Justin and I chatted and reflected on our trip to Quebec, did some people watching, and simply relaxed. It’s important to take restful moments like these, especially when you have relatively packed itineraries. You will definitely burn out if you rush around from place to place, so be sure to balance your time wisely and soak in your surroundings!
Sitting on the patio, I was able to admire all of the details in the historic stonework houses, and take pleasure in the brightly-colored flowers hanging from window boxes. The sangria was also super refreshing!
Visit Place Royale in the Evening
I also highly recommend checking out Place Royale at dusk. It is wonderful to see the church and the buildings all lit up. Walking around Quebec City at night is perfectly safe as crime in the city is incredibly low. I felt absolutely safe walking around in the evening hours!
Movies Filmed at Place Royale
Place Royale is a modern-day movie site. In fact, while we were visiting this region, we walked past a film shoot in progress! The movie, Catch Me If You Can, features scenes filmed at Place Royale, which represented an area of France. The Angelina Jolie movie, Taking Lives, used Notre-Dame-des-Victoires as a filming location.
Nearby Places of Interest in Quebec City
There are tons of things to do and see in Old Quebec. Aside from Place Royale, there are numerous attractions in Lower Town alone. Quartier Petit Champlain, the Breakneck Stairs, and the Funicular are just around the corner. Read more about the staircases of Quebec City to see all the interesting ways to get between Lower Town and Upper Town). A round-trip ferry ride to Levis and back allows you to admire gorgeous scenery of Old Quebec from the water.
There’s some interesting street art just beyond the historical area of Old Quebec in Lower Town beneath a highway overpass. If you’re traveling to Quebec City in the summer and you love public art, you won’t want to miss Passages Insolites, an outdoor art festival.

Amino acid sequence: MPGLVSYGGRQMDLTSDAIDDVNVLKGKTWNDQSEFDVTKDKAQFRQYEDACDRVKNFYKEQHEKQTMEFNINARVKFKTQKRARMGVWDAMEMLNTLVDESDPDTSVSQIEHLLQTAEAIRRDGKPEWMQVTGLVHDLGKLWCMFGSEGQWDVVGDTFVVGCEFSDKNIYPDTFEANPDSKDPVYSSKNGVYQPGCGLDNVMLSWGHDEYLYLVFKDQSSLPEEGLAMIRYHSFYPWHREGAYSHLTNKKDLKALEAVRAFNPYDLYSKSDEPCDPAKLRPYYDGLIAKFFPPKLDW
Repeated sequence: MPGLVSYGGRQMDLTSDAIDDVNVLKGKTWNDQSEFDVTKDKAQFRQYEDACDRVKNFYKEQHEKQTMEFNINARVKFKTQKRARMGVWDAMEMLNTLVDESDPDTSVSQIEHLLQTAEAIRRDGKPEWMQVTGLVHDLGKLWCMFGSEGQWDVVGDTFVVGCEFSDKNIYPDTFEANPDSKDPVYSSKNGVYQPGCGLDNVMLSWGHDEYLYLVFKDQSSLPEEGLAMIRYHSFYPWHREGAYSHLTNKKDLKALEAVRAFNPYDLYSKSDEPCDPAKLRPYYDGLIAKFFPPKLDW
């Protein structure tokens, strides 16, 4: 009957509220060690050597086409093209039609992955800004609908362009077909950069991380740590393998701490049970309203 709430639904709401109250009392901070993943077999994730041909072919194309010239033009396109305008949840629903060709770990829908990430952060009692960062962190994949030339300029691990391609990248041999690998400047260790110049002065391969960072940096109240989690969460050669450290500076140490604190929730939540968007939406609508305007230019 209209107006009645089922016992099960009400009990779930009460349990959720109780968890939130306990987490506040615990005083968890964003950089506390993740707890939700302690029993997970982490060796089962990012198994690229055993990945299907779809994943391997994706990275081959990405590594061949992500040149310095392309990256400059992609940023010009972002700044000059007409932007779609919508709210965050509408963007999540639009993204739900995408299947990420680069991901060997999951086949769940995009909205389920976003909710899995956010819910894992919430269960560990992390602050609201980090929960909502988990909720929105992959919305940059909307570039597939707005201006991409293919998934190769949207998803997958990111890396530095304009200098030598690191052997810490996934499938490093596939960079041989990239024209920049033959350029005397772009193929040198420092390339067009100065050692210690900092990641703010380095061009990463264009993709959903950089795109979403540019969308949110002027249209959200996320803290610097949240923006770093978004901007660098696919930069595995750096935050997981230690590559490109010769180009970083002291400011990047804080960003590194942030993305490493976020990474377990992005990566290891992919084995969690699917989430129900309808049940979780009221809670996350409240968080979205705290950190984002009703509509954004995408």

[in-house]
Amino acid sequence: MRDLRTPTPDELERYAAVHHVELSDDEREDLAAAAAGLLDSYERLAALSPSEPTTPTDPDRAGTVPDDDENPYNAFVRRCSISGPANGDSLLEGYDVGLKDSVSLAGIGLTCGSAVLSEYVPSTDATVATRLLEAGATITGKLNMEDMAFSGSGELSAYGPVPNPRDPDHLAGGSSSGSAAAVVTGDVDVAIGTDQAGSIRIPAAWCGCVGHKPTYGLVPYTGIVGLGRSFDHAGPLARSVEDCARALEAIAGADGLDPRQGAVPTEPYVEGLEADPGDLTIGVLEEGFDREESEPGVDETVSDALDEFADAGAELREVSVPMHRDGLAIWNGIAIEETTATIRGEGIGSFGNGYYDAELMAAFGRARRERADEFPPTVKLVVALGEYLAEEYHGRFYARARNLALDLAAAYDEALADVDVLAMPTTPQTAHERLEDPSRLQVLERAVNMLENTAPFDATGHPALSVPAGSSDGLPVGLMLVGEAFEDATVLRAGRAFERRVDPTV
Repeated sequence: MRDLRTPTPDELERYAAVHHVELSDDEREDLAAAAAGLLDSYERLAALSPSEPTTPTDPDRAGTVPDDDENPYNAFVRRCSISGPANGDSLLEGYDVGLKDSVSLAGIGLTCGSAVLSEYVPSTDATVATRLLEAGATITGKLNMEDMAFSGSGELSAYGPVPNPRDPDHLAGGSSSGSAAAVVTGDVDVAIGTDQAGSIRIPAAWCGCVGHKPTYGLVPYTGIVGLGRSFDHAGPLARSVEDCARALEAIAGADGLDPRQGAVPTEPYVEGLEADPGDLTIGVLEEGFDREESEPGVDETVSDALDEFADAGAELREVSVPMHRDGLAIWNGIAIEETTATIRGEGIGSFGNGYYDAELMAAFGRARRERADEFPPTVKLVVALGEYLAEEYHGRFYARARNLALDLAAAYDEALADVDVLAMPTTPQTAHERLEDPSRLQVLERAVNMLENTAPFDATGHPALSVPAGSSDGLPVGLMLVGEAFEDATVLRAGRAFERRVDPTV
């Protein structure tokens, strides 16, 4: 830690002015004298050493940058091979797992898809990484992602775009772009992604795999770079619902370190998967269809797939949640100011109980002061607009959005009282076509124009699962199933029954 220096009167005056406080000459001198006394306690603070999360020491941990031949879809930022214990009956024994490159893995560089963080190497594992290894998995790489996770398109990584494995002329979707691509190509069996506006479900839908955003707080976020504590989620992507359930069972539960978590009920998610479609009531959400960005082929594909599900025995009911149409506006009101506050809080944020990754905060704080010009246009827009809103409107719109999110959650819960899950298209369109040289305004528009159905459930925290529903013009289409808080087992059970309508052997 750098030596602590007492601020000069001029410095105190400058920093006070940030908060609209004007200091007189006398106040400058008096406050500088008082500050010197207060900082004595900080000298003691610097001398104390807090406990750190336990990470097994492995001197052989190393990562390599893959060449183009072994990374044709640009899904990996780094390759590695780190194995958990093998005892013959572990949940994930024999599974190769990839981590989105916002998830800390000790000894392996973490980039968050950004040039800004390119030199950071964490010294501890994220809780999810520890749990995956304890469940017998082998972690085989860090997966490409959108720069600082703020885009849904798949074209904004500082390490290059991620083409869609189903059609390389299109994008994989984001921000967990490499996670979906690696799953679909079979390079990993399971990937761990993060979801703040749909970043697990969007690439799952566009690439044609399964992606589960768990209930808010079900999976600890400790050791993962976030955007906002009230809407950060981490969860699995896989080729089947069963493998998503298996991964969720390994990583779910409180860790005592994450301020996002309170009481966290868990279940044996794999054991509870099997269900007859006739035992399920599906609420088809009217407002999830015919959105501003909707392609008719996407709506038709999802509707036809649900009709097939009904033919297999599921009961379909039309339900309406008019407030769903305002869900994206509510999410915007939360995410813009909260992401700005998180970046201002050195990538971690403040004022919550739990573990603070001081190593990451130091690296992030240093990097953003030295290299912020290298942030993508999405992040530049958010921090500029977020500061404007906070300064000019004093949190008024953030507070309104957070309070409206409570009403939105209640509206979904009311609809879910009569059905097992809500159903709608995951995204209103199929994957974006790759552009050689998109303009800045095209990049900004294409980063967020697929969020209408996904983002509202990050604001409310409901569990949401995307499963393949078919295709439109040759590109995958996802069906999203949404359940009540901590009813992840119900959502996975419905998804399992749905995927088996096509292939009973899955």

Looking for food and drink in Lower Town, Old Quebec? I mentioned that we got some sangria on the patio of La Pizz in Place Royale. You’re welcome to browse our vegan guide of Quebec City for some ideas. Specifically, we can vouch for Chez Victor, a gourmet burger spot near Old Quebec and a lovely independent coffee shop called Les Cafes du Soleil.
Where to Stay in Old Quebec
Justin and I have stayed at two beautiful properties in Basse-Terre (Lower Town) of Old Quebec. We highly recommend both of these hotels as they’re both lovely in their own way.
Le Saint Pierre Auberge Distinctive
First, Le Saint Pierre Auberge Distinctive is an enchanting boutique hotel that will make your stay extra special. Located inside a historic building, this property feels like its straight out of Europe. I really loved the exposed brick walls and preserved structure of the room. As this building used to be owned by an old insurance company, our bathroom had an interesting layout. It used to be the room that held the insurance company’s safe. I love little interesting details like that.
Similarly, Hotel 71 is relatively close to Le Saint Pierre Auberge in Lower Town, Old Quebec. Hotel 71 is a slightly more modern hotel in its design and decor. The building itself is an old architectural gem, once home to the National Bank of Canada. We adored the contemporary elegance of our room and the views of the St. Lawrence River from our room. It’s also wonderful to always have access to delicious coffee, both in the room and downstairs in the public seating area.
Map of Place Royale
Here’s a map of Place Royale so you can plan your visit with regards to other attractions around Quebec City.
|Essential Quebec City Travel Guide|
|Getting There: If you’re arriving by air, you’ll fly into the Quebec City Jean Lesage International Airport. From there, it’s about a 20-25 minute taxi ride to Old Quebec. Search for the best rates on flights to Quebec City.|
Getting Around: When you’re in Quebec City, you won’t need a car. Renting a bike is a fun idea to get around the city, but you can walk everywhere. If you’d like to visit nearby attractions outside Quebec City, I suggest renting a car. Compare car rental prices for the best rate.
Fast Facts: Canadian Dollar is the currency. Power voltage is 110-120 V 60 Hz using Power Sockets A and B. You’ll need an adapter if you’re visiting from an international destination outside of North America.
SIM Cards & Mobile: You can rent a portable Wi-Fi device with unlimited data that works in 130+ countries worldwide. We’ve used our portable device all over the world and love how we’re always connected!
Travel Safety: Don’t forget to get travel insurance before your trip. Whether you have an accident, have a flight delay, experience a theft, or need to return home sooner than anticipated, it’s always best to cover your bases. Get a travel insurance quote now for the best rates.